Refugee crisis: Dutch Prime Minister Mark Rutte stands in for David Cameron at Malta talks

Mr Cameron was unable to attend because he was welcoming his Indian counterpart, Narendra Modi, to London

Nigel Morris
Deputy Political Editor
Thursday 12 November 2015 20:55
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Netherlands Prime Minister Mark Rutte shares many of the same views on Europe as David Cameron
Netherlands Prime Minister Mark Rutte shares many of the same views on Europe as David Cameron

When David Cameron surveys his 27 fellow European Union leaders, the closest he has to a friend and ally is Mark Rutte, the Prime Minister of the The Netherlands. The two men share a liberal-conservative outlook, both lead north European countries with deep public anxiety about immigration, and have developed a strong personal rapport.

So when Mr Cameron needed someone to stand in for him when heads of government met in Valletta, Malta, to discuss the refugee crisis, it was inevitable he should choose Mr Rutte.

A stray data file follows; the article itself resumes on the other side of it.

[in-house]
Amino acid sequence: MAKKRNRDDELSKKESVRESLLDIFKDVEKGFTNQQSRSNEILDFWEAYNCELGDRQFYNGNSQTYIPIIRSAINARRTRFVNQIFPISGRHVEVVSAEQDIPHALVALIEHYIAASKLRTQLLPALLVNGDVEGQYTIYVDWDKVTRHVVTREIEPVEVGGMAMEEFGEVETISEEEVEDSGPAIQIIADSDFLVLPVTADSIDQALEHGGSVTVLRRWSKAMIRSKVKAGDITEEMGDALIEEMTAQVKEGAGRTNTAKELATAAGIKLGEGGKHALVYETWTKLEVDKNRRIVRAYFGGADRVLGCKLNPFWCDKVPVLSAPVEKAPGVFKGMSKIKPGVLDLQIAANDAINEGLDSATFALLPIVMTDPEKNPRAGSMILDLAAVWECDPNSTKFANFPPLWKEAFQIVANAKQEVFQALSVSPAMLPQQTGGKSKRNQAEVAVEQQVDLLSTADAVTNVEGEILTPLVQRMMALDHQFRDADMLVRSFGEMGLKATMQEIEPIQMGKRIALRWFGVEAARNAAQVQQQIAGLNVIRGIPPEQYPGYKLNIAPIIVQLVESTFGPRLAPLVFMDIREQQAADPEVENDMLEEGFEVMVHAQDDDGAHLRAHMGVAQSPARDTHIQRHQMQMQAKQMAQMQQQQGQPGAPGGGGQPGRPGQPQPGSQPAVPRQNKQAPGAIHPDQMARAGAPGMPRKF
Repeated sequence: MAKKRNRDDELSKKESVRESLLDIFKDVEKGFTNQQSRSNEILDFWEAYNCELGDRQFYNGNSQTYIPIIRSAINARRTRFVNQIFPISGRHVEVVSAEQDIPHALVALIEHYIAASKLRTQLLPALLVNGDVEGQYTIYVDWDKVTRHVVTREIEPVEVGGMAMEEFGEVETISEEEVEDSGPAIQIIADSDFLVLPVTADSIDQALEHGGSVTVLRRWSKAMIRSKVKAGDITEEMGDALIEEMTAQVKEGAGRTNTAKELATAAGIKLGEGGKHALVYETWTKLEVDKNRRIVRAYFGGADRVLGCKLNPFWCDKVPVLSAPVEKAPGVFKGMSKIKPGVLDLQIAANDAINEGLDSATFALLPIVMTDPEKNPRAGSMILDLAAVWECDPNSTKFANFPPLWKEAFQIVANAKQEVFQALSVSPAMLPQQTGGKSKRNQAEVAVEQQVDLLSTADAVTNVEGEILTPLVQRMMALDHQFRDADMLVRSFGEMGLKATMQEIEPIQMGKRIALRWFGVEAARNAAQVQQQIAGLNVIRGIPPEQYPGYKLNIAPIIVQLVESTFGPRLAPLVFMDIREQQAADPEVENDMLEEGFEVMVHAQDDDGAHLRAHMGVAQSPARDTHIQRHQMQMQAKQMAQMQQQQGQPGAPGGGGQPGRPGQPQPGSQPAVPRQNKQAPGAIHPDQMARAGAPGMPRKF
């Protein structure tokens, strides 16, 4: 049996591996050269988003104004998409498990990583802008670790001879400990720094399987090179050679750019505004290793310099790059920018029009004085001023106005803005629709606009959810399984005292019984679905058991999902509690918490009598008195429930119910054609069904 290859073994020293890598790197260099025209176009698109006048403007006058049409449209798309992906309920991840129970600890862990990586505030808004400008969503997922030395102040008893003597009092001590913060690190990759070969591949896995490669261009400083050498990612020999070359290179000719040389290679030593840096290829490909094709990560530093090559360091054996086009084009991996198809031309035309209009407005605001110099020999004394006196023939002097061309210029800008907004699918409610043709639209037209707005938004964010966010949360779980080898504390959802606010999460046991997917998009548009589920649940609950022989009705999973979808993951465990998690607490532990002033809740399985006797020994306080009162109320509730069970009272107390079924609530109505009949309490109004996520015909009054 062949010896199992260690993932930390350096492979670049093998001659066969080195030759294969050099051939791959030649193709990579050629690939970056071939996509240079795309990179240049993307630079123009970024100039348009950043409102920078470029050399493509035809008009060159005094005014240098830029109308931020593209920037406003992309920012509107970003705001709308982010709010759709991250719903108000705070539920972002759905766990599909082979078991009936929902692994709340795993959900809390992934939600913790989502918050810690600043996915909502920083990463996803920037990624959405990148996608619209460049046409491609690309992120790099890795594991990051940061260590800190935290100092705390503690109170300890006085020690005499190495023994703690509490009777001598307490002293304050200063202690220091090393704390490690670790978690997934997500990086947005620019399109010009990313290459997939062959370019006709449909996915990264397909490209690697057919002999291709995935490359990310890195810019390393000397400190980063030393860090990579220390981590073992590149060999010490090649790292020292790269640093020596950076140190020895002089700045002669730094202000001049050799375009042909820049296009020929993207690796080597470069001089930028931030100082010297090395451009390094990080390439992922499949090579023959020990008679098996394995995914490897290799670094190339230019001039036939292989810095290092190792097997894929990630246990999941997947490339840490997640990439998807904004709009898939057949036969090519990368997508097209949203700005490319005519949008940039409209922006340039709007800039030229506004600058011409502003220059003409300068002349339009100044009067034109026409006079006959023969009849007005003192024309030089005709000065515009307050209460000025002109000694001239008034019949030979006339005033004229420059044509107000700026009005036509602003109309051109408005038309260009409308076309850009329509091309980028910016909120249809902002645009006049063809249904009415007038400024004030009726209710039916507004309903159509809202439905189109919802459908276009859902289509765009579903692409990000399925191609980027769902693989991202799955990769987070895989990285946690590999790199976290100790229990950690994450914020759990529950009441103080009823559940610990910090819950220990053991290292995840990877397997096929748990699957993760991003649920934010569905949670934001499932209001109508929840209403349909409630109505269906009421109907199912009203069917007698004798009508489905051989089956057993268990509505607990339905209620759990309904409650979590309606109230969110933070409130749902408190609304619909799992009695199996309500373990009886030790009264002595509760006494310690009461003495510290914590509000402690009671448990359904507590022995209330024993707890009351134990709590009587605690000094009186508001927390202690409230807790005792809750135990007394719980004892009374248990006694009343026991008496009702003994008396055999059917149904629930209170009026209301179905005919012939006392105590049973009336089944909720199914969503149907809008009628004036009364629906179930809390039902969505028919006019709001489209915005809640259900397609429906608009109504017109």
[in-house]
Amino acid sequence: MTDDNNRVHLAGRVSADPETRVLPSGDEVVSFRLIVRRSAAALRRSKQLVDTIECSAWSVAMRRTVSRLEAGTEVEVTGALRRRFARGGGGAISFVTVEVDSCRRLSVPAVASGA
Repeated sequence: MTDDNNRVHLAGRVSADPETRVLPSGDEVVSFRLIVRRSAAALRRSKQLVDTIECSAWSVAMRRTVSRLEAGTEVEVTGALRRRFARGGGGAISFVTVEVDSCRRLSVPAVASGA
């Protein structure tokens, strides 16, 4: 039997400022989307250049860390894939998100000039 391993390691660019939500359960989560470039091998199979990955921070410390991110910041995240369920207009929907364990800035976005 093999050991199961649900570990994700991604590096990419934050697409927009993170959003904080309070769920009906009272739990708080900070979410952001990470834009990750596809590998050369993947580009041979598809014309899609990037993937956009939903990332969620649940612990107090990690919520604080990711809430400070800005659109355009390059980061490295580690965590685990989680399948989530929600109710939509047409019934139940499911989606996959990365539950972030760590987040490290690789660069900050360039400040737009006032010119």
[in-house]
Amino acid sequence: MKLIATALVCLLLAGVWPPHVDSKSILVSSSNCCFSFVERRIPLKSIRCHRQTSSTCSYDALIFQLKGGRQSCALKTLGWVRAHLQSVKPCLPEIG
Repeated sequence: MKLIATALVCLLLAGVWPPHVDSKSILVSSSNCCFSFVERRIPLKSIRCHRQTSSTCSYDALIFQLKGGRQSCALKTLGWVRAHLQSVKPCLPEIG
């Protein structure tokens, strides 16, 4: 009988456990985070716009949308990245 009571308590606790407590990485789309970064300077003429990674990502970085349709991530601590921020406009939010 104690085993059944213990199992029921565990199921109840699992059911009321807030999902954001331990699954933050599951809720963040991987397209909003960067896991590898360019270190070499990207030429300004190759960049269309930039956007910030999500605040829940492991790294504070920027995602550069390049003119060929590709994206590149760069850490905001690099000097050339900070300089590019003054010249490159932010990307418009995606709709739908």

Mr Cameron was unable to attend because he was welcoming his Indian counterpart, Narendra Modi, to London and was required to nominate another leader to advance Britain’s view. The move prompted the accusation from Eurosceptics that Mr Cameron was selling out national sovereignty by allowing another country to deputise for Britain.

After four wars between the UK and the Netherlands, four wars – the last one was in 18th century, I know – I am representing the United Kingdom

&#13; <p>Mark Rutte</p>&#13;

It also seemed to have caught Mr Rutte by surprise. He told reporters: “I will be representing you as England tonight. The endless amount of people. Can you imagine? After four wars between the UK and the Netherlands, four wars – well, the last one was in 18th century, some time ago, I know – I am now representing the United Kingdom.”

Asked what he would say, he replied: “I have had careful instructions from my dear colleague, the Prime Minister of the United Kingdom. I’m not sure I’m at liberty [to say].”

Mr Rutte sympathises with many of Mr Cameron’s demands for EU reform, including the return of power to national parliaments. But he recently warned that Britain would be a mid-sized economy “in the middle of the Atlantic Ocean, in neither America nor Europe” if it left the EU.

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